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Washington rates high on posting records online

SEATTLE – Setting an appointment for a dental checkup or adjustment with a chiropractor? In just a few seconds online, you can check to see if that dentist or chiropractor has ever been disciplined by the Washington Department of Health.

Since 2003, the discipline records for all kinds of doctors, nurses and other medical providers have been available online in Washington state. And teacher discipline records have been available for nearly as long.

But Washington government Web sites still do not let consumers search for businesses against which complaints have been filed. Drivers cannot find which gas stations have been caught overcharging. And school bus and school building safety records are not available online.

“In the state of Microsoft, there’s no technological barrier for the state to put its information online,” said Seattle open-government lawyer Michele Earl-Hubbard of Allied Law Group. “It might be a lack of willingness. It might just be a lack of incentive. You’d have to ask the governor; you’d have to ask the attorney general.”

In a partnership with the Society of Professional Journalists, the National Freedom of Information Coalition and the American Society of Newspaper Editors’ Freedom of Information committee, Associated Press bureaus around the country surveyed state and local government to see how much government information is now available online.

Washington state ranked near the top of the states for public access to government records online, but the state still has a way to go.

Technology is actually one of the main reasons government officials give to explain why some state information has yet to make it online. But the main reason is privacy and the cost of cleansing those records to remove legally protected private information, said Kristin Alexander, a spokeswoman for Attorney General Rob McKenna.

The cost of converting information into a searchable database has kept the school and bus inspection information off the Superintendent of Public Instruction Web site, said agency spokesman Chris Barron.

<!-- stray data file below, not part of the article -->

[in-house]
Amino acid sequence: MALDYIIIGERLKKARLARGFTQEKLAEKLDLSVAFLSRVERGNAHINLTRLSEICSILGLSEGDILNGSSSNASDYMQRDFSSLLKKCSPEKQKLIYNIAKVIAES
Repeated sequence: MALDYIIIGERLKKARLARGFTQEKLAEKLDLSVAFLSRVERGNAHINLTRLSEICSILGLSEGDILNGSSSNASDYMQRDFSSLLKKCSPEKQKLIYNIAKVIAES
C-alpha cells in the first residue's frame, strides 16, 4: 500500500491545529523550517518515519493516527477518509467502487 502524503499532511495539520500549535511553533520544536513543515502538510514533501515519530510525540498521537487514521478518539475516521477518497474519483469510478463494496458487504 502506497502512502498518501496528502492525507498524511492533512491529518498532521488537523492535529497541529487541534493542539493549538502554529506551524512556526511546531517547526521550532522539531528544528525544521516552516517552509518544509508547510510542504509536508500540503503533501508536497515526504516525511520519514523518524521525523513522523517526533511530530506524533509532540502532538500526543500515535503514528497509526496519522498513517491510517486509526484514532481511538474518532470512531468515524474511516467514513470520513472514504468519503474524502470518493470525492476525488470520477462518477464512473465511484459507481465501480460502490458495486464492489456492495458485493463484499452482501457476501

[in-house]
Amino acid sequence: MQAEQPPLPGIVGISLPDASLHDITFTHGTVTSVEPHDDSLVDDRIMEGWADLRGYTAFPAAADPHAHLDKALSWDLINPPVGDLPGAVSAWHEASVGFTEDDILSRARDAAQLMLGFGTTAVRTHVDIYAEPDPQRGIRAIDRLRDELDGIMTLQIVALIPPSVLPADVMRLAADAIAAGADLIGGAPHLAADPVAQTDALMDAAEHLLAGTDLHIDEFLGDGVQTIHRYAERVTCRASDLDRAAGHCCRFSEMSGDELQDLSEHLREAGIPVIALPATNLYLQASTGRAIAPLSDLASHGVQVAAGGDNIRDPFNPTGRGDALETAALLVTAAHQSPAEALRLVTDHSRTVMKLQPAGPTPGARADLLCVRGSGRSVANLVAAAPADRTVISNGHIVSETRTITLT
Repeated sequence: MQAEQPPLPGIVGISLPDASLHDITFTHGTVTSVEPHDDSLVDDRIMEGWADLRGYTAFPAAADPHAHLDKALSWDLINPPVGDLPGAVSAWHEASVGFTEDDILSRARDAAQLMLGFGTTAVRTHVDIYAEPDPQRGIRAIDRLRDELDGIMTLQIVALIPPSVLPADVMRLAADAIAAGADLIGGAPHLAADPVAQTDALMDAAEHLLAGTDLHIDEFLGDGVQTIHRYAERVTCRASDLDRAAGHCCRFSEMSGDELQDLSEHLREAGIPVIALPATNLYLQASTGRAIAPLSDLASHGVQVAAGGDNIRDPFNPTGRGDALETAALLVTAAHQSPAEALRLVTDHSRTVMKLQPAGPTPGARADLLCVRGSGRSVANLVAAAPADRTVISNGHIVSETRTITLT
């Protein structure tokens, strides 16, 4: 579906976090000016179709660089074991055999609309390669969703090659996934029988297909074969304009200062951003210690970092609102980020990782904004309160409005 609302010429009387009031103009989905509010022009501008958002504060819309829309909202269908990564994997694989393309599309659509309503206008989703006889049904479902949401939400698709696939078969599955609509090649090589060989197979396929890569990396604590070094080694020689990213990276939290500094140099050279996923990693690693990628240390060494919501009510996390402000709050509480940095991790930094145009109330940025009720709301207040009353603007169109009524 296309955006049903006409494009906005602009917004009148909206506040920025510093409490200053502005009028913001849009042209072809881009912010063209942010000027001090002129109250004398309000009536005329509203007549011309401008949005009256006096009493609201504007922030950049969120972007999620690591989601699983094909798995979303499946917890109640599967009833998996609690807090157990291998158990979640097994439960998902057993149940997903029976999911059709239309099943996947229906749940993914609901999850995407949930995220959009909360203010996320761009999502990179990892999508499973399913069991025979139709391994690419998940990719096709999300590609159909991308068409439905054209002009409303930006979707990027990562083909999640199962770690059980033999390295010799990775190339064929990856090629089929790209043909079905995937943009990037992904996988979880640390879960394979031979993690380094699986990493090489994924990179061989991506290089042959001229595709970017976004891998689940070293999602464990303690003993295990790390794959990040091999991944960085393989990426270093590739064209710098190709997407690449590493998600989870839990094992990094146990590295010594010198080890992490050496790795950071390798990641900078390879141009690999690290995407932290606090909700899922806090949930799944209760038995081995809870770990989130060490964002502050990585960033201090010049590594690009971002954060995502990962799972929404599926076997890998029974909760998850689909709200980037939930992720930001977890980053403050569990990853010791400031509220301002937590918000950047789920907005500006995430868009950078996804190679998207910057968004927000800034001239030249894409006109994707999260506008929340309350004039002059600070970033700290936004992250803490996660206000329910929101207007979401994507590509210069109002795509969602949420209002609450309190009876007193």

Converting the database of business complaints to an online database would require technology the attorney general’s office does not yet have, Alexander said. That information is readily available to consumers in writing – after private information about the complainant has been removed.

Hospital, nursing home and child care center inspection records are available online. Consumers can check online to see if a Washington doctor or attorney has been disciplined. And bridge inspection and safety records are posted.

Donn Moyer, spokesman for the Department of Health, expressed pride in the way Washington keeps its citizens informed.

“We’re very pleased to have this access to information,” said Moyer, referring to the discipline database that has been searchable online since April 2003. He said his department also goes beyond the minimum legal requirement to inform the public when a doctor’s license is revoked for a reason that could hurt someone, such as sexual abuse.

Open-government advocates would also like to see more government agencies follow the attorney general’s guidance and supply records electronically to people who ask for them through the public records law.

Things are improving in some areas of public record retrieval. Last year, the state Legislature required a new online database for audit reports and government expenditures, which is exhaustive and almost tedious in its level of detail.


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